Tesla Paced a Slower Pack in January Electric Vehicle Sales
Despite a 14% jump in vehicle sales for the auto industry as a whole, January 2015 was the worst month for plug-in electric vehicle sales in a calendar year. Nonetheless, owing to several strong new battery cars on the market, pure EVs showed gains over the prior year. In great news for Tesla, the automaker’s Model S sales likely beat the Nissan Leaf and led the pack by a considerable margin.
Low EV volumes across the board
In a system akin to ranking College Football teams, we arrive at our conclusions about Tesla — and thus the entire industry — sales based on a consensus of reliable sources (Elon Musk has said Tesla does not publish monthly sales because journalists read too much into the numbers). CleanTechnica estimated Model S sales at 1,500 units while HybridCars.com counted 1,300 units and InsideEVs.com 1,100 units.
Each estimate put Tesla over the 1,070 confirmed Nissan Leaf sales, which would break the Leaf’s remarkable run atop the leader board after it broke the EV sales record in 2014. The Leaf total put Nissan’s EV at a 14.5% downswing compared to January 2014, making it the first time in 23 months it did not break its own sales record. Otherwise, the BMW i3’s 870 units, Mercedes B-Class’s 240 units, and Volkswagen e-Golf’s 181 units picked up the slack for all-electric vehicles, making the month a gain of 7% for plug-ins by InsideEVs.com’s estimates.
Hybrids down in January
Standard hybrids by American automakers took a beating in January. With cheap gas making the higher-priced vehicles a tough sell, Ford’s green cars were down 27% on the month, while GM’s green line fell over 42%. With a refreshed Chevy Volt on the way later in 2015, consumers appeared less than enthusiastic about the current model (it fell 41%). Japanese manufacturers fared better.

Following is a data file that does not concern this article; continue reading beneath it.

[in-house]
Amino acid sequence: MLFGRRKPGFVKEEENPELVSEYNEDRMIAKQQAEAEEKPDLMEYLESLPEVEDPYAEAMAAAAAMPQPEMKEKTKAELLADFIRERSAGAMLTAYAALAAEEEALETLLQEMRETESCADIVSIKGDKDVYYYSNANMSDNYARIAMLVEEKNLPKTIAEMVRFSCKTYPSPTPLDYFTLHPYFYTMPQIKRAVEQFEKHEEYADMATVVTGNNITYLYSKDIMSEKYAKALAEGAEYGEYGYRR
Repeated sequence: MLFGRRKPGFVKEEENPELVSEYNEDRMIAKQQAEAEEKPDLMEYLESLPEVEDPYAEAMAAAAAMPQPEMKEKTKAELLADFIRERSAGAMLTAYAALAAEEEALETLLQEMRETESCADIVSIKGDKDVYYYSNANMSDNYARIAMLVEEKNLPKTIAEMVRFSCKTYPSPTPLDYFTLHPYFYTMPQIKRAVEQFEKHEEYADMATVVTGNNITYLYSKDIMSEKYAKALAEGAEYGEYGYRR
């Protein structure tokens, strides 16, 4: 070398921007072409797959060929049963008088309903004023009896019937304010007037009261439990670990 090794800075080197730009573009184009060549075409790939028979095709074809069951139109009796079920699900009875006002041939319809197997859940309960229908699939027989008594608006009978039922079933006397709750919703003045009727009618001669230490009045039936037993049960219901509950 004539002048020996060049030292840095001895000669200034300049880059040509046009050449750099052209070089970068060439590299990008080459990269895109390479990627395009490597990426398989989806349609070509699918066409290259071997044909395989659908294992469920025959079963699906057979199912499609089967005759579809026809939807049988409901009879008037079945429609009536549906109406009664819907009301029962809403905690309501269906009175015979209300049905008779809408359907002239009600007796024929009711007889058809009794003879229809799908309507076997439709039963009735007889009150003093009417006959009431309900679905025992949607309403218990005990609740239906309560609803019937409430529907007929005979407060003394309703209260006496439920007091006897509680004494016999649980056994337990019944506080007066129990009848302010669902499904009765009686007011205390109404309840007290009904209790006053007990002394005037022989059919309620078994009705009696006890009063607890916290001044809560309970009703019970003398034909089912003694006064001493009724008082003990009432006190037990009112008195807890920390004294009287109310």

Toyota managed to hold steady with Prius sales while Camry hybrid sales rose 8% to 2,143 units on the month. Compared to the entire GM green car lineup’s sales (1,255 units), the Camry’s performance looms even larger.
Another gainer was the Porsche Cayenne S E-Hybrid, a plug-in crossover that will test the viability in a budding market. Plug-in Cayennes posted 83 sales in the crossover’s third month in dealerships. Its previous totals of 45 units in November and 55 units in December put it on par with the Cadillac ELR’s entry to the market in 2014. However, the plug-in Cayenne is selling stronger that the Mercedes B-Class did during a tougher period for auto sales.
Future plug-in SUVs and crossovers include the Audi Q7 PHEV, the BMW X5 plug-in, the Mercedes GLE, and the pure-electric Tesla Model X. All are expected to debut in 2015.
Sitting atop the leaderboard is good in any month, so Tesla’s accomplishment is worth noting, if the numbers are anywhere near accurate. The report from February should shed light on whether this slump becomes a trend in the era of low gas prices.